Who is your competition?

Right now there are actually thousands of disability organizations across the country, small and large, such as Goodwill, Easter Seals, state vocational rehab agencies, all in the business of trying to help people with disabilities connect with employers. But we know for a fact that none of our competition are doing it the way we are.

Very few are partnering with staffing firms, none of them use this national database and do auto-dialed recorded messages. We’re the only ones out there doing this.

When and how did you first start?

In 1995 we first started working with people who had physical disabilities such that they needed to work from home. We specialized in call center customer service jobs. What we were doing was working with outsourcers in the call center industry. Many companies outsource some or all of their customer service calls to these big outsourcers. We would then staff the outsourcers, like Alpine Access or TelePerformance.

Today we’re moving into traditional jobs where people work onsite. So we’re moving away from the home-based population to traditional matches (due to newly proposed regulations from the U.S. Department of Labor that give employers a hiring goal of having 7 percent of their workforce consist of people with disabilities). Our particular background is in using the database of Americans on disability benefits; we know how to find people. With the new incentives for large companies to hire people with disabilities, we think we can do much more.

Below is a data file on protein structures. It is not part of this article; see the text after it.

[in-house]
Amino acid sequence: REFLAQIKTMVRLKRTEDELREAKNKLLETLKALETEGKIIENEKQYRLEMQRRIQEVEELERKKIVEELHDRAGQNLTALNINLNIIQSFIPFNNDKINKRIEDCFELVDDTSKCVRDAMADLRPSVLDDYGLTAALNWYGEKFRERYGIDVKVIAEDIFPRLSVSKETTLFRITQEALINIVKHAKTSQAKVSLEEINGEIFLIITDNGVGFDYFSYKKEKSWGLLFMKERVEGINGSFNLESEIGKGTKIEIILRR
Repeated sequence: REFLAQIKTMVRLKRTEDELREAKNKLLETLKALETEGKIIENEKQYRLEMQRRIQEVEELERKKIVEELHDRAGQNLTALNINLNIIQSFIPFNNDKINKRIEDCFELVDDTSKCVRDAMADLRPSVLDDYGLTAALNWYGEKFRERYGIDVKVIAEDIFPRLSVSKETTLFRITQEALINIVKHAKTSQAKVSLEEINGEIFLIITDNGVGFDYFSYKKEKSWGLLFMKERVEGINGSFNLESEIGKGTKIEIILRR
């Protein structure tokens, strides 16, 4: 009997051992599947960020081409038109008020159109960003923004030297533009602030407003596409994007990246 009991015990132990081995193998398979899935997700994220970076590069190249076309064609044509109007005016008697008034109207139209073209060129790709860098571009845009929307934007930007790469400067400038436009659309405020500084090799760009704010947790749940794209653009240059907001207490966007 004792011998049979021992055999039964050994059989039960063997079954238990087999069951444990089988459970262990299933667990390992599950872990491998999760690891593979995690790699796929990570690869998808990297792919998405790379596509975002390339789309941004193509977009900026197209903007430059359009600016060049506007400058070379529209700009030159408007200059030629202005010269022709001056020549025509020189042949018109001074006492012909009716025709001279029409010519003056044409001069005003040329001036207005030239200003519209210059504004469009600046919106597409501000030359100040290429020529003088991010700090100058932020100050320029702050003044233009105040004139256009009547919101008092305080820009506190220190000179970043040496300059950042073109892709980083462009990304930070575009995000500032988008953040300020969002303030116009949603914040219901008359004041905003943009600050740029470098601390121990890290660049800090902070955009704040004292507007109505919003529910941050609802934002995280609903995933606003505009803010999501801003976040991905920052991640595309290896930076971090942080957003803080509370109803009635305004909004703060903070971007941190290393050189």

How do you deal with the stereotyping that exists around disabled workers?

In the recession when you’ve got 10 applicants for a job, the one that comes in the door that obviously has a disability of some type is at a disadvantage, particularly if they’ve not worked in a few years because of their accident or their illness or whatever landed them in that situation.

We would not have pursued this opportunity if we didn’t think that things were going to change in the near future. For some employers there is actually going to be a preference for candidates with disabilities — if you have two candidates equally qualified — the person with the disability might actually be viewed as an asset. [The DOL’s proposed regulations come into play, here.] If companies fail to meet their targets they can be subject to audit and ultimately, loss of their federal contracts.

I believe that if a staffing agency has clients that say to them, “We have a disability goal, a target that we’re trying to reach. Can you help us?” And the staffing agency says, “Yes,” — the incentives might cancel out the stereotyping negatives.

What are your immediate and future plans?

Right now we’re most interested in finding potential staffing agency partners, so that we can work out the bugs and figure out how quickly can we implement this new model; how quickly can we turn on a dime and start doing some of this before the Department of Labor regulations go into effect. For agencies interested in learning more, contact M.J. Willard at or call (415) 302-3627.

Subadhra R. Sriram is editorial director at Staffing Industry Analysts. She can be reached at